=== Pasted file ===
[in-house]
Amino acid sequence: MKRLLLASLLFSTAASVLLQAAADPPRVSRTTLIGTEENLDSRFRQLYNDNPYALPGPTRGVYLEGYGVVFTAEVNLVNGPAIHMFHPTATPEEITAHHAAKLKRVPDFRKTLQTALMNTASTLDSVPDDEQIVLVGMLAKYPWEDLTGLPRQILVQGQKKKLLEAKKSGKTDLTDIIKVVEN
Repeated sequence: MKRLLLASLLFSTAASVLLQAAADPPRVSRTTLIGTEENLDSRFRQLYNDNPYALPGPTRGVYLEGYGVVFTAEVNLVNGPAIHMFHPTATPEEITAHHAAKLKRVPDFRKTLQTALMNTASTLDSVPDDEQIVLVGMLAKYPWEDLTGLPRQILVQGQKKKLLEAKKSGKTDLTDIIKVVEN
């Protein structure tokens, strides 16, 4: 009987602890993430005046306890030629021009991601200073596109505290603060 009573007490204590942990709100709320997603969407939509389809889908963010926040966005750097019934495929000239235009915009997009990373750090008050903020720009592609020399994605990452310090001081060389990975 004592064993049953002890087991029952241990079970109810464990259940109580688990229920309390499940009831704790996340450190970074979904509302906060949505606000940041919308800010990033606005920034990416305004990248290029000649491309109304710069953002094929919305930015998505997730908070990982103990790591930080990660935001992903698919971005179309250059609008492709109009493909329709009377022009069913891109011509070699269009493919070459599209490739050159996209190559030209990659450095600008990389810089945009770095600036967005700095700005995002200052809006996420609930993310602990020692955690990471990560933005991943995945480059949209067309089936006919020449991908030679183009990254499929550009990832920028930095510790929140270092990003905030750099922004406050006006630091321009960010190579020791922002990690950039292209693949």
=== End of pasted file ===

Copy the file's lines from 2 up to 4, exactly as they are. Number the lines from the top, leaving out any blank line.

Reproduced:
Amino acid sequence: MKRLLLASLLFSTAASVLLQAAADPPRVSRTTLIGTEENLDSRFRQLYNDNPYALPGPTRGVYLEGYGVVFTAEVNLVNGPAIHMFHPTATPEEITAHHAAKLKRVPDFRKTLQTALMNTASTLDSVPDDEQIVLVGMLAKYPWEDLTGLPRQILVQGQKKKLLEAKKSGKTDLTDIIKVVEN
Repeated sequence: MKRLLLASLLFSTAASVLLQAAADPPRVSRTTLIGTEENLDSRFRQLYNDNPYALPGPTRGVYLEGYGVVFTAEVNLVNGPAIHMFHPTATPEEITAHHAAKLKRVPDFRKTLQTALMNTASTLDSVPDDEQIVLVGMLAKYPWEDLTGLPRQILVQGQKKKLLEAKKSGKTDLTDIIKVVEN
């Protein structure tokens, strides 16, 4: 009987602890993430005046306890030629021009991601200073596109505290603060 009573007490204590942990709100709320997603969407939509389809889908963010926040966005750097019934495929000239235009915009997009990373750090008050903020720009592609020399994605990452310090001081060389990975 004592064993049953002890087991029952241990079970109810464990259940109580688990229920309390499940009831704790996340450190970074979904509302906060949505606000940041919308800010990033606005920034990416305004990248290029000649491309109304710069953002094929919305930015998505997730908070990982103990790591930080990660935001992903698919971005179309250059609008492709109009493909329709009377022009069913891109011509070699269009493919070459599209490739050159996209190559030209990659450095600008990389810089945009770095600036967005700095700005995002200052809006996420609930993310602990020692955690990471990560933005991943995945480059949209067309089936006919020449991908030679183009990254499929550009990832920028930095510790929140270092990003905030750099922004406050006006630091321009960010190579020791922002990690950039292209693949």